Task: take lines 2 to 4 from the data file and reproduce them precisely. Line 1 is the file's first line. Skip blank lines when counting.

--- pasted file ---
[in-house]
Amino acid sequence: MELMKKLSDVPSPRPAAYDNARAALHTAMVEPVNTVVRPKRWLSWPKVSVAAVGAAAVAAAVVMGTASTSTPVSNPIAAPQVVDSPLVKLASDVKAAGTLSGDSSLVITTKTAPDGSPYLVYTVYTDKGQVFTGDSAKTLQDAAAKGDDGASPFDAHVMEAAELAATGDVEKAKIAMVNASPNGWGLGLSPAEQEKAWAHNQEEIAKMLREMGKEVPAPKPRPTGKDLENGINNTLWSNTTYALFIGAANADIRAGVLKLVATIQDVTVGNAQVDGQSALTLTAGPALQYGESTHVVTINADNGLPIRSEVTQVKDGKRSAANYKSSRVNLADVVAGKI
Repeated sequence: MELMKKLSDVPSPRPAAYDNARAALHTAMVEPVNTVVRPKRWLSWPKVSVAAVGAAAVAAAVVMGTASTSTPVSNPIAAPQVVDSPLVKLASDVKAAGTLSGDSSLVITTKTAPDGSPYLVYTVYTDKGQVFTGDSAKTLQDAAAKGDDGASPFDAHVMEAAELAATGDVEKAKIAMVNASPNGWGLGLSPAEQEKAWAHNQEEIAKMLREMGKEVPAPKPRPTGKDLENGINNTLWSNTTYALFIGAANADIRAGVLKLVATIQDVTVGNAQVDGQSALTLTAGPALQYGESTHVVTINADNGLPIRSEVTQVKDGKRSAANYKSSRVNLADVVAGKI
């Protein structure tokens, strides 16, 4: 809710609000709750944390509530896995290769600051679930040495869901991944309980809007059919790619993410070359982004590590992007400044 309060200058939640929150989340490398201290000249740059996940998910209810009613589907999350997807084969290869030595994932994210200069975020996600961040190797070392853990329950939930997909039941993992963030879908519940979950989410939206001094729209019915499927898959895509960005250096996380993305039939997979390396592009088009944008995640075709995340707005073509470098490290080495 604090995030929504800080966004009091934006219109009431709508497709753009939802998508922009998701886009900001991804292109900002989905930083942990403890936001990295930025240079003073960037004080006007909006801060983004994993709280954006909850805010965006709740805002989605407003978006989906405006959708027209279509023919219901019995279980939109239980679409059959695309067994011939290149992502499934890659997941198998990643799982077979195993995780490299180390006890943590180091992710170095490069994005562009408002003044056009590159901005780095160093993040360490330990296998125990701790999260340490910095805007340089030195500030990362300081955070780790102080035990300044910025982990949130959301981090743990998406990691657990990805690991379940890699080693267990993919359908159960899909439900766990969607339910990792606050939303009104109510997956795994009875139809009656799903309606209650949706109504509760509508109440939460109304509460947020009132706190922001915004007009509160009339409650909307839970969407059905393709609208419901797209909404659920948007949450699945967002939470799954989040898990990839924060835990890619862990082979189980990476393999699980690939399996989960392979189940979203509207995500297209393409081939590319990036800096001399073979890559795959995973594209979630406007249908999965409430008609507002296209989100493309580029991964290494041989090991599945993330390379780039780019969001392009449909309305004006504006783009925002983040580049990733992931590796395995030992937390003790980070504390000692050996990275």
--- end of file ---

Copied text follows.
Amino acid sequence: MELMKKLSDVPSPRPAAYDNARAALHTAMVEPVNTVVRPKRWLSWPKVSVAAVGAAAVAAAVVMGTASTSTPVSNPIAAPQVVDSPLVKLASDVKAAGTLSGDSSLVITTKTAPDGSPYLVYTVYTDKGQVFTGDSAKTLQDAAAKGDDGASPFDAHVMEAAELAATGDVEKAKIAMVNASPNGWGLGLSPAEQEKAWAHNQEEIAKMLREMGKEVPAPKPRPTGKDLENGINNTLWSNTTYALFIGAANADIRAGVLKLVATIQDVTVGNAQVDGQSALTLTAGPALQYGESTHVVTINADNGLPIRSEVTQVKDGKRSAANYKSSRVNLADVVAGKI
Repeated sequence: MELMKKLSDVPSPRPAAYDNARAALHTAMVEPVNTVVRPKRWLSWPKVSVAAVGAAAVAAAVVMGTASTSTPVSNPIAAPQVVDSPLVKLASDVKAAGTLSGDSSLVITTKTAPDGSPYLVYTVYTDKGQVFTGDSAKTLQDAAAKGDDGASPFDAHVMEAAELAATGDVEKAKIAMVNASPNGWGLGLSPAEQEKAWAHNQEEIAKMLREMGKEVPAPKPRPTGKDLENGINNTLWSNTTYALFIGAANADIRAGVLKLVATIQDVTVGNAQVDGQSALTLTAGPALQYGESTHVVTINADNGLPIRSEVTQVKDGKRSAANYKSSRVNLADVVAGKI
């Protein structure tokens, strides 16, 4: 809710609000709750944390509530896995290769600051679930040495869901991944309980809007059919790619993410070359982004590590992007400044 309060200058939640929150989340490398201290000249740059996940998910209810009613589907999350997807084969290869030595994932994210200069975020996600961040190797070392853990329950939930997909039941993992963030879908519940979950989410939206001094729209019915499927898959895509960005250096996380993305039939997979390396592009088009944008995640075709995340707005073509470098490290080495 604090995030929504800080966004009091934006219109009431709508497709753009939802998508922009998701886009900001991804292109900002989905930083942990403890936001990295930025240079003073960037004080006007909006801060983004994993709280954006909850805010965006709740805002989605407003978006989906405006959708027209279509023919219901019995279980939109239980679409059959695309067994011939290149992502499934890659997941198998990643799982077979195993995780490299180390006890943590180091992710170095490069994005562009408002003044056009590159901005780095160093993040360490330990296998125990701790999260340490910095805007340089030195500030990362300081955070780790102080035990300044910025982990949130959301981090743990998406990691657990990805690991379940890699080693267990993919359908159960899909439900766990969607339910990792606050939303009104109510997956795994009875139809009656799903309606209650949706109504509760509508109440939460109304509460947020009132706190922001915004007009509160009339409650909307839970969407059905393709609208419901797209909404659920948007949450699945967002939470799954989040898990990839924060835990890619862990082979189980990476393999699980690939399996989960392979189940979203509207995500297209393409081939590319990036800096001399073979890559795959995973594209979630406007249908999965409430008609507002296209989100493309580029991964290494041989090991599945993330390379780039780019969001392009449909309305004006504006783009925002983040580049990733992931590796395995030992937390003790980070504390000692050996990275």